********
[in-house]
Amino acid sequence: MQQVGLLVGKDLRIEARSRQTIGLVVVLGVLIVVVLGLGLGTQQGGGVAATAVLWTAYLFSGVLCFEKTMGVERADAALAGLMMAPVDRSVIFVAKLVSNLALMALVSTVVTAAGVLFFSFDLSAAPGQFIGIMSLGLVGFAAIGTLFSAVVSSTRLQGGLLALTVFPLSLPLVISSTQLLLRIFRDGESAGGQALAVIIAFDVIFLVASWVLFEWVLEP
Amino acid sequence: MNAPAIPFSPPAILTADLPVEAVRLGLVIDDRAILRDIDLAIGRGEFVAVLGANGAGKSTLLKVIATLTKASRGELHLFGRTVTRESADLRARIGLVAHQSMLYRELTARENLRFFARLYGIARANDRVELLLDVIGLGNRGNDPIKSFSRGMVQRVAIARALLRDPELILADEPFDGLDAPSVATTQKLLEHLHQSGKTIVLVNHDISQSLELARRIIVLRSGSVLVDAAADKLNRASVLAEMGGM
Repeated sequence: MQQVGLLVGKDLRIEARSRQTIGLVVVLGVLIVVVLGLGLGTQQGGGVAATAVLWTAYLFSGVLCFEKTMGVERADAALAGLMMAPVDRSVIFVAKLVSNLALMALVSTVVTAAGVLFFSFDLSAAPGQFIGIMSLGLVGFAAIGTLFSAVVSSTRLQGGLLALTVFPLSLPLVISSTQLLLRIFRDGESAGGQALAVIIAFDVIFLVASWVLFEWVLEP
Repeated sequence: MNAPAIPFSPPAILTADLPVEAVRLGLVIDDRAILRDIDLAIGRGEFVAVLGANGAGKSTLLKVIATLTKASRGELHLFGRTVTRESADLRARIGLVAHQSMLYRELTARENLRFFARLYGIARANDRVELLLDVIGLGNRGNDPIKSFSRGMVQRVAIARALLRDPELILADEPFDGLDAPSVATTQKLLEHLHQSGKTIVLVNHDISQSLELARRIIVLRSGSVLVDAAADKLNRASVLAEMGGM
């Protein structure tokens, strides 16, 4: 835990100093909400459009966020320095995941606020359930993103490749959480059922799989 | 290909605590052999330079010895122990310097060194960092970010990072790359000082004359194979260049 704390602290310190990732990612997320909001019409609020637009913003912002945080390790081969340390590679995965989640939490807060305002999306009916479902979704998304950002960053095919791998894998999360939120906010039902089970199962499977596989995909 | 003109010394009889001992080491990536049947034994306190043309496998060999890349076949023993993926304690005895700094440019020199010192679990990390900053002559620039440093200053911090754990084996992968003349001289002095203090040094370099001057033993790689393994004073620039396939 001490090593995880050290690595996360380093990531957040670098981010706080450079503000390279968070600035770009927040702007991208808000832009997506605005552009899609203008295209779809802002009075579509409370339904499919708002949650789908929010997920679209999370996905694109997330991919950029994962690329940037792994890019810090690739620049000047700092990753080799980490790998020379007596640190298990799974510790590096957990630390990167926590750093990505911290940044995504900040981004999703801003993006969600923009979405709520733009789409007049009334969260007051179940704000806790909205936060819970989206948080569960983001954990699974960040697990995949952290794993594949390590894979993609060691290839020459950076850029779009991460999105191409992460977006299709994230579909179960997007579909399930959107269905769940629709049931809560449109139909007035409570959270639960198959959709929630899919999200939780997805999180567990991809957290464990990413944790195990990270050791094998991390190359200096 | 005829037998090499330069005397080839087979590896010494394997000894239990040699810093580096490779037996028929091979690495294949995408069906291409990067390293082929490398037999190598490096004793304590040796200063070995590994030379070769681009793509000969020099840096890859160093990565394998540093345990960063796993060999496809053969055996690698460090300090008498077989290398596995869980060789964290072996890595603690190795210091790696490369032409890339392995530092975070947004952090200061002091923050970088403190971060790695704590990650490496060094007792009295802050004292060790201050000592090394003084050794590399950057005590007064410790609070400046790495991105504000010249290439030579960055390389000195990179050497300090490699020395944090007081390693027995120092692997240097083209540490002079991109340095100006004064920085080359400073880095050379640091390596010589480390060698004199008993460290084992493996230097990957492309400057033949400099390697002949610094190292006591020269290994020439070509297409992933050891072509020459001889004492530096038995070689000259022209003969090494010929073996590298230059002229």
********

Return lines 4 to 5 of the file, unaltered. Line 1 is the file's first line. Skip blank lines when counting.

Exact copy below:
Repeated sequence: MQQVGLLVGKDLRIEARSRQTIGLVVVLGVLIVVVLGLGLGTQQGGGVAATAVLWTAYLFSGVLCFEKTMGVERADAALAGLMMAPVDRSVIFVAKLVSNLALMALVSTVVTAAGVLFFSFDLSAAPGQFIGIMSLGLVGFAAIGTLFSAVVSSTRLQGGLLALTVFPLSLPLVISSTQLLLRIFRDGESAGGQALAVIIAFDVIFLVASWVLFEWVLEP
Repeated sequence: MNAPAIPFSPPAILTADLPVEAVRLGLVIDDRAILRDIDLAIGRGEFVAVLGANGAGKSTLLKVIATLTKASRGELHLFGRTVTRESADLRARIGLVAHQSMLYRELTARENLRFFARLYGIARANDRVELLLDVIGLGNRGNDPIKSFSRGMVQRVAIARALLRDPELILADEPFDGLDAPSVATTQKLLEHLHQSGKTIVLVNHDISQSLELARRIIVLRSGSVLVDAAADKLNRASVLAEMGGM